Universal Entertainment’s English-language filing giving what it said was the background to the Wynn Resorts shares settlement – one of three filings on Wednesday but dated Monday April 2 – said regarding the issue of a loan covenant: “When financing a large amount of money for casino operating business, financial institutions commonly incorporate into their finance agreement an acceleration clause stipulating that in the event the management or shareholder of the borrower is determined as unsuitable by the Nevada Gaming Control Board, their loan immediately becomes due and payable by the borrower regardless of the agreed due date.”
Universal Entertainment said that not only was Wynn Resorts subject to such loan covenant conditions, but also a wholly-owned Hong Kong subsidiary of the Japanese group, called Tiger Resort Asia Ltd.
Universal Entertainment stated that a loan agreement for JPY33 billion (US$307.3 million) dated February 13 this year, entered into by Tiger Resort Asia, had “a similar acceleration clause which stipulates that in the event that Mr Kazuo Okada, our former chairman, participates in any form in the management of our company or Tiger Resort Asia Ltd, then, the loan will be accelerated and immediately become due and payable by Tiger Resort Asia, causing our company a risk of exercising the security interest, which was established in the 51 percent of the company shares currently held by us.”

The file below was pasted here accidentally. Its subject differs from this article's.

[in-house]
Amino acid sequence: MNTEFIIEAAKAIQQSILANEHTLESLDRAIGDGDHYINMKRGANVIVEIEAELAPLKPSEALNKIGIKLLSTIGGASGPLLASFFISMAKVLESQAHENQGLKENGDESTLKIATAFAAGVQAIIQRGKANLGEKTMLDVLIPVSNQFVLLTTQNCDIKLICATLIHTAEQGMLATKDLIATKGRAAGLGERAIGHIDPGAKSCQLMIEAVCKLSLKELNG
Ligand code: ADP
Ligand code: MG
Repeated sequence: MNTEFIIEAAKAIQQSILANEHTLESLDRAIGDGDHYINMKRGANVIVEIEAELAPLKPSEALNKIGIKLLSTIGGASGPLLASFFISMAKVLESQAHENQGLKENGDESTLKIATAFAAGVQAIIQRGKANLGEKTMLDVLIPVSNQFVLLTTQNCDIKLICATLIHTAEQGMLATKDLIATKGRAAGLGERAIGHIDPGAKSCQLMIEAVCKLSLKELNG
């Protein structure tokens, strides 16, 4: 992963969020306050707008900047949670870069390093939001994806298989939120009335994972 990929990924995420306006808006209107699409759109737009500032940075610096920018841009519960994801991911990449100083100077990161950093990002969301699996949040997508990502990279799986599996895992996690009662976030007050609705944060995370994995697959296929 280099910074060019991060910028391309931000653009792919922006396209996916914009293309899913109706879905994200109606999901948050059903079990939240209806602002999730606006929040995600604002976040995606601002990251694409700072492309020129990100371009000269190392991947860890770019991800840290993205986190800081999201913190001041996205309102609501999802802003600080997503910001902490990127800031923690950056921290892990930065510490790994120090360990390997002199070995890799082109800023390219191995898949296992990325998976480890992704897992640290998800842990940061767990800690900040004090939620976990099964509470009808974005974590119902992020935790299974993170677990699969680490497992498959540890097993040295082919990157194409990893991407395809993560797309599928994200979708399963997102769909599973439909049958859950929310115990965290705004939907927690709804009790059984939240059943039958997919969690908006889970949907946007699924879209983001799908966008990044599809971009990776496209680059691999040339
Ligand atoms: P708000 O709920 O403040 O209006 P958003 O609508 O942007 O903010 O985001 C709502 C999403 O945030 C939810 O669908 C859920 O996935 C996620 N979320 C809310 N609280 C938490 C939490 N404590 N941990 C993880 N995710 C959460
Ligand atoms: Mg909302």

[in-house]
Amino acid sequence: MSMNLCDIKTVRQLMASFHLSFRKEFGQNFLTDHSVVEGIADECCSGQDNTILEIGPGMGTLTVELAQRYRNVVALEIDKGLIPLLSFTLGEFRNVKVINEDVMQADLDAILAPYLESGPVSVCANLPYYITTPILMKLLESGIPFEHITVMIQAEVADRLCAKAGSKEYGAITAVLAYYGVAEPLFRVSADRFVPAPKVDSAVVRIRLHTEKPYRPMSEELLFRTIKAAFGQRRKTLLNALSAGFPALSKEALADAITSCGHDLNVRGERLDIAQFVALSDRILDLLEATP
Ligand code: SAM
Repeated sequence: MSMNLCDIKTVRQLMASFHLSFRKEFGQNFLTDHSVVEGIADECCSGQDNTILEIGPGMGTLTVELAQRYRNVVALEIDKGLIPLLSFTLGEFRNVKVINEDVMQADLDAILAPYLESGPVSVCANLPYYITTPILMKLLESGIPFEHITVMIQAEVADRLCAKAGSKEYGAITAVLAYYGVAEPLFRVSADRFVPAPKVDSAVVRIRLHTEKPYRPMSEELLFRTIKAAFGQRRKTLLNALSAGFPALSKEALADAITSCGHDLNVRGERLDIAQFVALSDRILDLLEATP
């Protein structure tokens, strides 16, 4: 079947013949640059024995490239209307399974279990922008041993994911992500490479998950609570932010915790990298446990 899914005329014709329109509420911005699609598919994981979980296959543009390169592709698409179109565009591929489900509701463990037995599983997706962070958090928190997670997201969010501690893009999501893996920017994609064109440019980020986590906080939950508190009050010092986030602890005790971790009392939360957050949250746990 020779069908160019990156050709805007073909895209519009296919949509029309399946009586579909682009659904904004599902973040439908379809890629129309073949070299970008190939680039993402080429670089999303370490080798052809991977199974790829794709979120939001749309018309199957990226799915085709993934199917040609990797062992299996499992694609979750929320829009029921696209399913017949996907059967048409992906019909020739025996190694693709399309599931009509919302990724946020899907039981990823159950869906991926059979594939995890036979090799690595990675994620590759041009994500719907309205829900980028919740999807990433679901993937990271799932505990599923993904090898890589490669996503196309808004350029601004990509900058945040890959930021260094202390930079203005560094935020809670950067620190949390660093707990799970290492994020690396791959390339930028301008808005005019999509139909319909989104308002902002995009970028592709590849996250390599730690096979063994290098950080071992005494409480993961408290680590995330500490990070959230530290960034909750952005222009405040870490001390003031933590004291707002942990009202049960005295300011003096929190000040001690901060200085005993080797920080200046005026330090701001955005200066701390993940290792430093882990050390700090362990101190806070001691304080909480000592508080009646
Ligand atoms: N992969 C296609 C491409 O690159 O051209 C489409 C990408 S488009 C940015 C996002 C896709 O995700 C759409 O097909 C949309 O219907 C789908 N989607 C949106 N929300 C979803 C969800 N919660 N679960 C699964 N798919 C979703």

The same filing also gave some background on why Universal Entertainment had originally pursued a lawsuit against Wynn Resorts regarding the share cancellation and why the two sides had reached a settlement: essentially not to reach an agreement would have been mutually damaging, the document explained.
Universal said Mr Okada, “then sole representative of Aruze USA, without obtaining an approval from, or reporting to, our company, its parent,” had concluded with Mr Wynn, a shareholder’s agreement with an incorporated clause which allowed Wynn Resorts “by a board resolution to redeem its shares held by a person suspected as unsuitable”.
The Japanese group added: “According to the U.S. [-based] attorney in charge and other lawyers, it was hard to fight over the validity of the mandatory redemption clause of the Wynn Resorts’ article of incorporation in light of the existence of the shareholder’s agreement and other factors.”